The transmission happens by inhalation of Paracoccidioides brasiliensis conidia, which reach the pulmonary alveoli and are transformed into yeastlike cells3. There are reports of infection through intradermal, mucosae or via gastrointestinal tract inoculation, although they seem to be self-resolving, as the fungus does not complete the pulmonary cycle. When it reaches the pulmonary tissue there is focus and primary complex formation, from which the following progressions may occur: (1) development of competent cellular immunity and resolution of the primary complex; (2) transitory lymph-hematogenic dissemination, with the onset of new focuses in several organs, that undergo resolution; and, (3) acute evolution to disease. Among the mentioned forms, the most common is for the primary complex to be installed in asymptomatic or oligosymptomatic form.1
In case of reactivation of the initial focus, whether by unbalance of the relationship between agent and host (endogenous reinfection) or reexposure to the source of contagion (exogenous reinfection), the clinically manifested disease is installed.1
Of the manifestations mentioned above, the chronic form is the most prevalent, affecting around 85.1% of the patients with paracoccidioidomycosis disease. It is called unifocal when it predominates a single organ, with the isolated lung disease as the most common. It may also be isolated cutaneous, with the onset of sarcoid or of hansenoid -like lesions, or isolated to the CNS, manifesting as center encephalic or bone marrow processes. As regards the multifocal chronic form, there is joint affection of several organs and systems, among them lungs, lymph nodes, skin, mucosae, upper respiratory tract, adrenal glands, bones and CNS. Paracoccidioidomycotic granulomas may be seen also in the liver, spleen, bowels, eyes, peritoneum, pancreas, ovaries, uterus and thyroid, among others. Sites that are less commonly described, but also affected, are large, medium and small blood vessels.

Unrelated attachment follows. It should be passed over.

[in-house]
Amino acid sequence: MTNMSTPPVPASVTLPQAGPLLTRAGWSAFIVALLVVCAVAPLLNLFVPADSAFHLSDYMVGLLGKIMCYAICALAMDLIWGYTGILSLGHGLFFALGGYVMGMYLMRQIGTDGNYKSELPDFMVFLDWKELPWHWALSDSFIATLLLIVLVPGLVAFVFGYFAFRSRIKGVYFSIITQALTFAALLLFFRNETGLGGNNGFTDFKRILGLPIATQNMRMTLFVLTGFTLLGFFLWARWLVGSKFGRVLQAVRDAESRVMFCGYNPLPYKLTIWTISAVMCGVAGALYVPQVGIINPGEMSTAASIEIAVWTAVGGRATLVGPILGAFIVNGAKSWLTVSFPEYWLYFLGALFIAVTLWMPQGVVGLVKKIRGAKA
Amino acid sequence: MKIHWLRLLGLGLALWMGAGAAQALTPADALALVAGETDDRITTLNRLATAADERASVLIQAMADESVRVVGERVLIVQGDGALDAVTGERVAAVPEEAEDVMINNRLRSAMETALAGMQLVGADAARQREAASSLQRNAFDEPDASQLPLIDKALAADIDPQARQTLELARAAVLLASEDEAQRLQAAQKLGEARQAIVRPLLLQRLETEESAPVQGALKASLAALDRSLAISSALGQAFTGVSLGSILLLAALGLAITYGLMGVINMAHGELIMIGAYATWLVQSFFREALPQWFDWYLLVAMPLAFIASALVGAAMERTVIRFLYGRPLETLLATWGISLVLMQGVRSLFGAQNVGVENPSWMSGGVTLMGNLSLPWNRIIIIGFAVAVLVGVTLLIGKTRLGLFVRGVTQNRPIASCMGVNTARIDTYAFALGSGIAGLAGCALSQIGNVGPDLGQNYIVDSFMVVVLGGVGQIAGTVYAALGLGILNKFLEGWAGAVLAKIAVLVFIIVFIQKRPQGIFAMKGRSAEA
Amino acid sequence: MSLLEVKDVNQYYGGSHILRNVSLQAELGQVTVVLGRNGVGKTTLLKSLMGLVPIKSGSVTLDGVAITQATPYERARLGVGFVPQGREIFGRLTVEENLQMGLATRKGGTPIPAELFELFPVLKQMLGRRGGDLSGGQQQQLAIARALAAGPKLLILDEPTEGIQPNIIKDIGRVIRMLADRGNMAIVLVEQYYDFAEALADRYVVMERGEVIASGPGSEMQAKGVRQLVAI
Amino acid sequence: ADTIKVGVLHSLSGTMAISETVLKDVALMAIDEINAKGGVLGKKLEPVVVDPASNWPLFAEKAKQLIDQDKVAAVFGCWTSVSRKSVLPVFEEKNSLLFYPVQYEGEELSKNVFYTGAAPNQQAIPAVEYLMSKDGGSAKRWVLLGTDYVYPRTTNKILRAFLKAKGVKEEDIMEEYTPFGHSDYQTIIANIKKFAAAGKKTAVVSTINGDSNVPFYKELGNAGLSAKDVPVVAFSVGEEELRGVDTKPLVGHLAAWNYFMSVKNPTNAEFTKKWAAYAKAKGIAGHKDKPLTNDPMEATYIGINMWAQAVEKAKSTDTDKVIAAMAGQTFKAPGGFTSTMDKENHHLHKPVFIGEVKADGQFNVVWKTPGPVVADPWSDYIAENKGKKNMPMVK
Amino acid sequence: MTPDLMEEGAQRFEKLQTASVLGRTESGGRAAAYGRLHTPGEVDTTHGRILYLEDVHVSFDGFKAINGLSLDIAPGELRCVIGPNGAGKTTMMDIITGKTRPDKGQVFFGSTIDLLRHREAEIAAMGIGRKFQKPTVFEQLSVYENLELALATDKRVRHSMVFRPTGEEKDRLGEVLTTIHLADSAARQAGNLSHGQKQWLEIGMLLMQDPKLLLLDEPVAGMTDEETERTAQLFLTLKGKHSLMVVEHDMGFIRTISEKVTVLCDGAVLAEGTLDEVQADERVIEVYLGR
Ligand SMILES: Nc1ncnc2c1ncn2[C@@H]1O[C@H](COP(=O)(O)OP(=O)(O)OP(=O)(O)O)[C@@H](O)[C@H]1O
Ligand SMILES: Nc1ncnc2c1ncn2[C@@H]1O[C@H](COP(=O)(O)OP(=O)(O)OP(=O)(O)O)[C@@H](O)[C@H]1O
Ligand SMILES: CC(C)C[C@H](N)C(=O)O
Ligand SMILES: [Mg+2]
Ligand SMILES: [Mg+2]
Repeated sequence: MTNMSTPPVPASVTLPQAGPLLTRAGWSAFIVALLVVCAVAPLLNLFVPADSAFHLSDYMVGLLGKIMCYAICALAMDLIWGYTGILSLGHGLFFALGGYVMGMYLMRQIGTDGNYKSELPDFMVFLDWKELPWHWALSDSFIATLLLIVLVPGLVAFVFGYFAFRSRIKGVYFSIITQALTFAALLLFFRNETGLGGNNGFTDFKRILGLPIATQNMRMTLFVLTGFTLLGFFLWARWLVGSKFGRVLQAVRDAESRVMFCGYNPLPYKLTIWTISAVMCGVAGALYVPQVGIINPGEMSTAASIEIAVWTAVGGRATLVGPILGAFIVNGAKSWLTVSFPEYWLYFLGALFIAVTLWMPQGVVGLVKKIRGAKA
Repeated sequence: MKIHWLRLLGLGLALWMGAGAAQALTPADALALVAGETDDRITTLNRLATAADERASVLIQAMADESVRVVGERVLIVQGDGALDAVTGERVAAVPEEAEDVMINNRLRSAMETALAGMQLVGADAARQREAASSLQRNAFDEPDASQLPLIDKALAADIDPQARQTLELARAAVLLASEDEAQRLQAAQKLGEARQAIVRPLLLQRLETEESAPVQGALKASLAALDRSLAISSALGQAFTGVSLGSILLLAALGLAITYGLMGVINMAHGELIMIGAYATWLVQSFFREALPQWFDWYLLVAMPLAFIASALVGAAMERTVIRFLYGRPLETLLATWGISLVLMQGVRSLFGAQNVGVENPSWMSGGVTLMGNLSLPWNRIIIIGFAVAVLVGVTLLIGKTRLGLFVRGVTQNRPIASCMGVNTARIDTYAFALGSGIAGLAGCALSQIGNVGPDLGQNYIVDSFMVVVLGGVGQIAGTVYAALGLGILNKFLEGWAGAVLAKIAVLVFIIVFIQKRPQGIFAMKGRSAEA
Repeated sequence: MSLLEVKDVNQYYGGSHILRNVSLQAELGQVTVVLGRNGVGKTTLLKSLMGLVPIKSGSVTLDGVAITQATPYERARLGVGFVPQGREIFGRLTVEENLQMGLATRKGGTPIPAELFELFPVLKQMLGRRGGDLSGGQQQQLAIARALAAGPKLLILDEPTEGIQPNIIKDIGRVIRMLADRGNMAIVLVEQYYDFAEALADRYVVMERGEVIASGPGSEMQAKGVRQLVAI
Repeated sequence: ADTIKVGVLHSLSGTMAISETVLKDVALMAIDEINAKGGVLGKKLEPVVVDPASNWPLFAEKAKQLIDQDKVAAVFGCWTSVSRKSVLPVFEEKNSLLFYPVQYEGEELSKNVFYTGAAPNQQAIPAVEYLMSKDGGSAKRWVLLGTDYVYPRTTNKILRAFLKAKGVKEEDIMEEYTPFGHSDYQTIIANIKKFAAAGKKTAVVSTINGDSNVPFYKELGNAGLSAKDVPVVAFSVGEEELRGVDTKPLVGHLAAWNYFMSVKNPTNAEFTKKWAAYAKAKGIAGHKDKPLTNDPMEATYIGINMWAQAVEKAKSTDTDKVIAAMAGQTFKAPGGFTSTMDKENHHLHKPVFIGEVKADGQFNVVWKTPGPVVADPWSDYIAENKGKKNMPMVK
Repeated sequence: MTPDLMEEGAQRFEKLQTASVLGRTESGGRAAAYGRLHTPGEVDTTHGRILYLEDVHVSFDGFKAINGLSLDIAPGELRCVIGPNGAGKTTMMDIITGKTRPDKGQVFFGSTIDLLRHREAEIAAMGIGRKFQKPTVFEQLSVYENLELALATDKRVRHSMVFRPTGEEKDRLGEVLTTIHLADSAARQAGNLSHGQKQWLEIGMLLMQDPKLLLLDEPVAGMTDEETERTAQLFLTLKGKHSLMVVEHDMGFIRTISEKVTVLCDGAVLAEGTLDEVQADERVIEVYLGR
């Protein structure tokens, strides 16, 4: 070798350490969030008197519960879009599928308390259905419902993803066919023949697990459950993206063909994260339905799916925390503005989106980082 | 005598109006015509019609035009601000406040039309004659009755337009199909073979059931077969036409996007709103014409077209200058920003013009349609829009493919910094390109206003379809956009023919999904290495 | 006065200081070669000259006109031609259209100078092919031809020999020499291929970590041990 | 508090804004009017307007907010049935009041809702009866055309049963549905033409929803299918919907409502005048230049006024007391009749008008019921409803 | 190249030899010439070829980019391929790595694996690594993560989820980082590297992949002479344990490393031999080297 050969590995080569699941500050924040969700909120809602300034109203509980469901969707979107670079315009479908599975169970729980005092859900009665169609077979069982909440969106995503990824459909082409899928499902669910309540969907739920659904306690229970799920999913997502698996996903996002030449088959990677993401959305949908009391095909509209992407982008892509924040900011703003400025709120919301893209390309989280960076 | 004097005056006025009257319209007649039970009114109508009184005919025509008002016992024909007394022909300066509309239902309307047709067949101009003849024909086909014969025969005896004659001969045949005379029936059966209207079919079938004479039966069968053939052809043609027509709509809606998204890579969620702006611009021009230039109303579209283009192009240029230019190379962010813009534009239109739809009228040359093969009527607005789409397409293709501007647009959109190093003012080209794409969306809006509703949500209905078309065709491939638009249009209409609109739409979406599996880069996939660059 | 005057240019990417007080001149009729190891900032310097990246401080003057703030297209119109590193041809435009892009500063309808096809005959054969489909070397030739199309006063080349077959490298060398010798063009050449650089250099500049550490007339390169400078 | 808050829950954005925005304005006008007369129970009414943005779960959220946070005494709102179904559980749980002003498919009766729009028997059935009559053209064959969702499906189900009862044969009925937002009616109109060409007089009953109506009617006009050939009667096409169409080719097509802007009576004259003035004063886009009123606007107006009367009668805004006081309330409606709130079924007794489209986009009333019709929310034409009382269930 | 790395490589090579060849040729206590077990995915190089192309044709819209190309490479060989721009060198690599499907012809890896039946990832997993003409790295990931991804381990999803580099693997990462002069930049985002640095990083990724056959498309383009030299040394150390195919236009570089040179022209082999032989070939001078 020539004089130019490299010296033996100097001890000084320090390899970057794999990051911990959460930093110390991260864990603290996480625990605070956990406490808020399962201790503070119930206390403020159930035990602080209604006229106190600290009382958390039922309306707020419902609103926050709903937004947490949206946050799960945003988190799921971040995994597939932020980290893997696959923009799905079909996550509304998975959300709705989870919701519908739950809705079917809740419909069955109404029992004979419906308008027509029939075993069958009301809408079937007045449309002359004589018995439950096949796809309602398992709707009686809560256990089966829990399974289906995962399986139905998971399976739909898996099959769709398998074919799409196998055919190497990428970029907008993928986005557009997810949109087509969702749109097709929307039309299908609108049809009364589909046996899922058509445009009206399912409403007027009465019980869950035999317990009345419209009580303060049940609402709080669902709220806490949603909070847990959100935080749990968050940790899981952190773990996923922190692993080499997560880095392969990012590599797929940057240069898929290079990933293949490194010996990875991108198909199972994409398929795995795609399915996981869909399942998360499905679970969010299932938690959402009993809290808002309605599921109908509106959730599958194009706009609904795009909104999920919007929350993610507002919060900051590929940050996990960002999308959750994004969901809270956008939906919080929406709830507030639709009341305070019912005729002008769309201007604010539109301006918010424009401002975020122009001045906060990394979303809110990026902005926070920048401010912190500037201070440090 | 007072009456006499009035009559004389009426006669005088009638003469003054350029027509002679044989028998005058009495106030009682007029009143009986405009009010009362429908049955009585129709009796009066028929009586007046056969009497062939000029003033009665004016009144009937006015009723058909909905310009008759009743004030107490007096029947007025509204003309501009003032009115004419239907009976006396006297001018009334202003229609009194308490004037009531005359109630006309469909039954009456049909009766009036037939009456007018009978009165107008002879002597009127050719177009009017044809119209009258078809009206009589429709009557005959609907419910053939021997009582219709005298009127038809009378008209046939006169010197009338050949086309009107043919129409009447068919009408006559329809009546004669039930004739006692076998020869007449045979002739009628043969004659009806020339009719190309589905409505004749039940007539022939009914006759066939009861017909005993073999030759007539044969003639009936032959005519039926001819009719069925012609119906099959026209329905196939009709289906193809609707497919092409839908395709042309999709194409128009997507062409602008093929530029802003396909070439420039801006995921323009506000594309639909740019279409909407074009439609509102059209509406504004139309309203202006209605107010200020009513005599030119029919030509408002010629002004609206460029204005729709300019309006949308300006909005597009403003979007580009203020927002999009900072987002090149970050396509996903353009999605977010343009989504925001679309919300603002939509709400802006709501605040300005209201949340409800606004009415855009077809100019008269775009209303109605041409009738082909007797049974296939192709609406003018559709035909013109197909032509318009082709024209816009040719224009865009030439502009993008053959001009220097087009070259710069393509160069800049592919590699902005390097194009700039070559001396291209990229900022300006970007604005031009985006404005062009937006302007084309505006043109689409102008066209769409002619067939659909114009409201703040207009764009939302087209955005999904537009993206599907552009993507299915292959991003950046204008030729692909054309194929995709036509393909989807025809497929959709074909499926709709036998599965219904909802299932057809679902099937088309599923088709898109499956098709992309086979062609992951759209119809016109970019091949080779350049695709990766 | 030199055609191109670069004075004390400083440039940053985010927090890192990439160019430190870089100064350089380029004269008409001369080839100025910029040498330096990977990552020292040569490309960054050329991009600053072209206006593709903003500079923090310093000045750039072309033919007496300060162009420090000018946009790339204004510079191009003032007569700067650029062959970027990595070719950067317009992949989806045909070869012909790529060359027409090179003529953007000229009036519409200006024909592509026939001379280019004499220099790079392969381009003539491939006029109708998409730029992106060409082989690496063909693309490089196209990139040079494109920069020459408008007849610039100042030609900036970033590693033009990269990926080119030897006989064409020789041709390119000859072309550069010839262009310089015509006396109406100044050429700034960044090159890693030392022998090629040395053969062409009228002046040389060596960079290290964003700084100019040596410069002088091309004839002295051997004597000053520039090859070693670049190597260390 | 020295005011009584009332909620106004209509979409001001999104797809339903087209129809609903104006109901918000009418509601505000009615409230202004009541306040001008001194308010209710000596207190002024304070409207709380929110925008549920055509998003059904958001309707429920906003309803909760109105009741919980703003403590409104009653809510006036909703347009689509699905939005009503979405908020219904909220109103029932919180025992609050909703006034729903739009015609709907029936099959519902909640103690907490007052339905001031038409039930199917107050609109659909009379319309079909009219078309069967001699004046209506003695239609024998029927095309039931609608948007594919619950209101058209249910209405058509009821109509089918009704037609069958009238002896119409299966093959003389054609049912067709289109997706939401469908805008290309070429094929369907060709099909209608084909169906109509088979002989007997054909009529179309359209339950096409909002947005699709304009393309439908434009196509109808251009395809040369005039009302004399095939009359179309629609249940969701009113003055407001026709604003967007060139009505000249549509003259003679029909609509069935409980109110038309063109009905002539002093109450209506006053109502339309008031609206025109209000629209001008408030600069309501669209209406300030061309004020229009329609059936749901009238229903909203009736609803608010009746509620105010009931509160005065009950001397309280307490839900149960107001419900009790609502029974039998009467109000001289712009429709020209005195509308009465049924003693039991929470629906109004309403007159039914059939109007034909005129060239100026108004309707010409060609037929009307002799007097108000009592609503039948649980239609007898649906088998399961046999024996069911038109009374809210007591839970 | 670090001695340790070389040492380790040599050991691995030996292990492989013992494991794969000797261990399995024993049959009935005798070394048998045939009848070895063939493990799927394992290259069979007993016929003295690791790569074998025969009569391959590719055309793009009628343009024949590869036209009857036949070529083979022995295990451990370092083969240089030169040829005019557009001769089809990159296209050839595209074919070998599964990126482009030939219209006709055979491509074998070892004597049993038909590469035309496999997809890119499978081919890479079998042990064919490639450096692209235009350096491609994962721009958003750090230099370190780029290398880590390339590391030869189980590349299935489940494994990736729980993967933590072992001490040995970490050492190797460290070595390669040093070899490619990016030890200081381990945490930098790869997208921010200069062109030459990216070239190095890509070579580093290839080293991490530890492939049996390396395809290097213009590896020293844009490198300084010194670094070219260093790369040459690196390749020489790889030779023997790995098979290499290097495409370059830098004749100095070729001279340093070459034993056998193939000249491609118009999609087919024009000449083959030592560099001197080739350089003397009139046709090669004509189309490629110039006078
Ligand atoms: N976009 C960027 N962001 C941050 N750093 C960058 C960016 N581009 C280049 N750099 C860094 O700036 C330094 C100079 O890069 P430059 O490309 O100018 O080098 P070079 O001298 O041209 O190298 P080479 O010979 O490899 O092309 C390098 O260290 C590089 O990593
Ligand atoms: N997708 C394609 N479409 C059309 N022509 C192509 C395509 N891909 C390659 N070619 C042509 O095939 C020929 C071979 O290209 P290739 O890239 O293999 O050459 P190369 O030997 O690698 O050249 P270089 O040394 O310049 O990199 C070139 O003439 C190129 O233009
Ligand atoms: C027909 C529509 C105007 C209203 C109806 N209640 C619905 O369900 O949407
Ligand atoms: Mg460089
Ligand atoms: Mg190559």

In 1940, in Venezuela, Guerra reported the first case of arterial lesion affecting the aorta and superior mesenteric.5 Ângulo-Ortega, in 1948; Benaim Pinto, in 1950; Brass, in 1969; Robledo, in 1972 and 1975; and Gonçalves, in 1977, are other authors that reported new cases of blastomycotic aortitis.6-10
Mendes and cols., in 1980, reported a case of patient with paracoccidioidomycosis who died as a result of acute renal insufficiency. The autopsy revealed renal vascular disease by polyarteritis nodosa, a vasculitis of medium vessels, suggesting its possible correlation with the basic disease, although without confirmation.11
In 1985, Martinez and cols. Reported the first case of arterial lesion in small vessels by Paracoccidioides brasiliensis. 5
The illness diagnosis may be made with detection of the etiological agent through fresh material, biopsy or histopathological exams; isolation and culture of material; and serological techniques, more utilized in therapeutic and post-therapeutic follow-up. Concerning the treatment, it is divided into one attack phase and one maintenance phase; the most effective drugs are amphotericin B, sulfadiazine and other sulfanilamide compounds, as well as the azole derivatives, with greater emphasis on ketoconazol, fluconazole and itraconazole. 2
In the case reported, the authors describe a rare and little known manifestation of paracoccidioidomycosis, a vasculitis of small vessels; as already mentioned it is an immunologically mediated inflammation of blood vessels.4 It may be primary (idiopathic), or, as commonly observed in medical practice, secondary to several systemic pathologies, such as infections, collagenoses, hypersensitivity to drugs and neoplasias. When it is vasculitis of small vessels, despite the several associated and/or triggering factors already described, the etiology remains unknown in around 60% of patients.11